Eyes are the main portal that ushers the wide world into our minds. Healthy eyes help us see the people and things that fill our lives with love, beauty, hurdles, and despair. But to perceive those things accurately, the brain must be a reliable interpreter. Dementia makes that impossible.
My mother has had eye problems for years. The first time she showed signs of faulty vision we were walking in the back yard. Leaves had fallen from a big elm at the end of the lawn. She pointed at them and asked, “What are those pink things?” Her comment alarmed me because in those days she could still function at a pretty high level. What she noticed on the ground was not pink — and she’d lived in Pennsylvania her whole life, raking countless piles of autumn leaves. She was showing the first signs of agnosia, a condition of not being able to name or recognize a common object. The condition of a caregiver witnessing this for the first time is called panic!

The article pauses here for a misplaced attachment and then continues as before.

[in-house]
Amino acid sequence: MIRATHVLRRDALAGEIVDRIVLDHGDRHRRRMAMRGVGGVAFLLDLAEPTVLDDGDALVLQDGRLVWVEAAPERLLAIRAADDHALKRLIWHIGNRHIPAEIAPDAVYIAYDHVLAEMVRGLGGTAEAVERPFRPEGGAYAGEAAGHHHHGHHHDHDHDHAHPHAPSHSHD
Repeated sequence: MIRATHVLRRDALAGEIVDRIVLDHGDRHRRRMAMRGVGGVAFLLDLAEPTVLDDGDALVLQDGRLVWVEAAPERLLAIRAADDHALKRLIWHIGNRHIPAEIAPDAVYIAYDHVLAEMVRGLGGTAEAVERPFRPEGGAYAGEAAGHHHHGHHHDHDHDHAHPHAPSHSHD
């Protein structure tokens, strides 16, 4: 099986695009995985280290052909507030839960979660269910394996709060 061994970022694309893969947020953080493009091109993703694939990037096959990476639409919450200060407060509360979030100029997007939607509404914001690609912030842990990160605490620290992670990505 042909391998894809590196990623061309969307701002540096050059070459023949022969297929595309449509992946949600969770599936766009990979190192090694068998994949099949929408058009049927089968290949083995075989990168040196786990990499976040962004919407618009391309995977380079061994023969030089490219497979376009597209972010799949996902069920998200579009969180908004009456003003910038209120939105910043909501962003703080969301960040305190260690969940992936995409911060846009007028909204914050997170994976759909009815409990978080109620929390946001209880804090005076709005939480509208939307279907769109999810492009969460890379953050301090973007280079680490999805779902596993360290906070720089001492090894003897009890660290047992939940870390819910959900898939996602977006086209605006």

Seven years have since passed and we don’t get upset when Mom can’t explain what she sees. In addition to the agnosia, she now gets a chronic infection in her eyes from keeping them closed too much. When she is not truly engaged in an activity, she shifts into neutral and lets her lids drop. Closing the eyes prevents tears from cleaning them, which can result in dacryostenosis.
Apart from the infection, which we treat with a prescription ointment, Mom often comes up with wild notions of what she’s looking at. After hearing her talk a lot about “the children over there”, my sister finally figured out that Mom was looking at electrical outlets — two holes that looked like eyes resting over one hole for a nose or mouth. These are “the children” that visit Mom’s room. We thought she was seeing ghosts! A few days ago, Mom looked at the photo of the fall foliage posted above. She couldn’t find any trees or leaves there. For her it was a picture of “a rich man with lots of money.”
So hang on. If you can get yourself past the panic stage, some of these things are truly hilarious!